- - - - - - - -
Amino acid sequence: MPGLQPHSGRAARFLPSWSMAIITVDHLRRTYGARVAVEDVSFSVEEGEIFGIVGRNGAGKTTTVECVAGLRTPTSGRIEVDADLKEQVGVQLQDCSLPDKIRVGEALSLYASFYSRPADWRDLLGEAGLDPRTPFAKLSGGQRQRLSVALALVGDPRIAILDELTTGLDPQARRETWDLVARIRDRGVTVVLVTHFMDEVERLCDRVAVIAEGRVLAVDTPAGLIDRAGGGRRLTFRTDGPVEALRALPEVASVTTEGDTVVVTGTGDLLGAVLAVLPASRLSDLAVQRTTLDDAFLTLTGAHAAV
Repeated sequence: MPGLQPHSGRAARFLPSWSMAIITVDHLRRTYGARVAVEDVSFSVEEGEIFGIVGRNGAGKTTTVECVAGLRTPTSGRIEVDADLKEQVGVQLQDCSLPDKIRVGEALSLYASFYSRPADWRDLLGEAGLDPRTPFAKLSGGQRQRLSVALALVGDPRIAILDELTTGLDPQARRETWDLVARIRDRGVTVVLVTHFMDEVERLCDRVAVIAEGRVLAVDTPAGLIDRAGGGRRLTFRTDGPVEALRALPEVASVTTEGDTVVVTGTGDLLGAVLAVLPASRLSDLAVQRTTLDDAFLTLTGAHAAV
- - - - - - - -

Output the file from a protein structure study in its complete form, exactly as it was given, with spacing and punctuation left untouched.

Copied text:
Amino acid sequence: MPGLQPHSGRAARFLPSWSMAIITVDHLRRTYGARVAVEDVSFSVEEGEIFGIVGRNGAGKTTTVECVAGLRTPTSGRIEVDADLKEQVGVQLQDCSLPDKIRVGEALSLYASFYSRPADWRDLLGEAGLDPRTPFAKLSGGQRQRLSVALALVGDPRIAILDELTTGLDPQARRETWDLVARIRDRGVTVVLVTHFMDEVERLCDRVAVIAEGRVLAVDTPAGLIDRAGGGRRLTFRTDGPVEALRALPEVASVTTEGDTVVVTGTGDLLGAVLAVLPASRLSDLAVQRTTLDDAFLTLTGAHAAV
Repeated sequence: MPGLQPHSGRAARFLPSWSMAIITVDHLRRTYGARVAVEDVSFSVEEGEIFGIVGRNGAGKTTTVECVAGLRTPTSGRIEVDADLKEQVGVQLQDCSLPDKIRVGEALSLYASFYSRPADWRDLLGEAGLDPRTPFAKLSGGQRQRLSVALALVGDPRIAILDELTTGLDPQARRETWDLVARIRDRGVTVVLVTHFMDEVERLCDRVAVIAEGRVLAVDTPAGLIDRAGGGRRLTFRTDGPVEALRALPEVASVTTEGDTVVVTGTGDLLGAVLAVLPASRLSDLAVQRTTLDDAFLTLTGAHAAV